Jakarta. Indonesia and the Netherlands are set to collaborate in increasing social inclusion, access to justice and countering online hate speech, officials said during the 2018 Indonesia-Netherlands Rule of Law and Security Update in Jakarta, which started on Wednesday (17/01).
The two-day meeting features experts from both countries, who will suggest possible solutions to policy-makers.
"The idea is to work together, Indonesia and the Netherlands, because we have the same foundation, and see if we can come up with new, innovative solutions based on rule of law," Dutch ambassador to Indonesia, Rob Swartbol, told reporters.
There are many similarities in the two countries' legal systems — remnants from the Dutch colonial era — that can facilitate cooperation, an example of which is the Supreme Court's and its Dutch counterpart's joint efforts to make all past case rulings available to Indonesian judges to help them in issuing future verdicts.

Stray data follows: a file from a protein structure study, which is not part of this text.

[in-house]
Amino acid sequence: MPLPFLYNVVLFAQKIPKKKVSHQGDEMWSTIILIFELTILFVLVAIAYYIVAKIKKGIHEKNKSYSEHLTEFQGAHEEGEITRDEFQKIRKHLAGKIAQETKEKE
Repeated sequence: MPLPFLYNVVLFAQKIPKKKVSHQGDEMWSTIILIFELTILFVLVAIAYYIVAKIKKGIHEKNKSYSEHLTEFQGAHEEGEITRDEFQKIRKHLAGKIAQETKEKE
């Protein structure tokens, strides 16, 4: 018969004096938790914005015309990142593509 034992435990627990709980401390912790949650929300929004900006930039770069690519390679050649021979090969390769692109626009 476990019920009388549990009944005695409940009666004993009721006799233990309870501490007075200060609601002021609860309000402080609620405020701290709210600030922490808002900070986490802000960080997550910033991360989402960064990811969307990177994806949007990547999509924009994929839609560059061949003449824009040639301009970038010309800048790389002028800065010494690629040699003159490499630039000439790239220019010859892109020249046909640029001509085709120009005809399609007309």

According to Swartbol, the common legal base can also become a foundation for joining forces to address international challenges and increase inclusivity.
The ambassador described the cooperation as a two-way street, and said the Netherlands can learn from Indonesia's experience in reaching out to minority groups.
The international challenges he referred to are especially the means to control the use of the internet by curbing hate speech and other threats, while striking a balance between freedom of expression and security.
Another field of cooperation covers the achievement of the United Nations Sustainable Development Goals (SDGs).
"Indonesia and the Netherlands … should intensify collaboration to support the SDGs … Indonesia is committed to [ensuring] access to justice and legal aid for the poor," Justice Minister Yasonna said, referring to the 16th goal, which is dedicated to the promotion of inclusive societies and the provision of access to justice for all.
The minister said the most vulnerable members of the society must be able to secure their rights, access legal protection and participate in decision-making that has an impact on their respective communities.
In accordance with the 2011 Law on Legal Aid, which guarantees legal protection to all citizens, the government has allocated funding for free legal aid services.
Despite budget constraints, Yasonna said the number of beneficiaries is increasing.
According to data from the Ministry of Justice and Human Rights, nearly 40,000 benefited from the program in 2016, and 50,000 in 2017.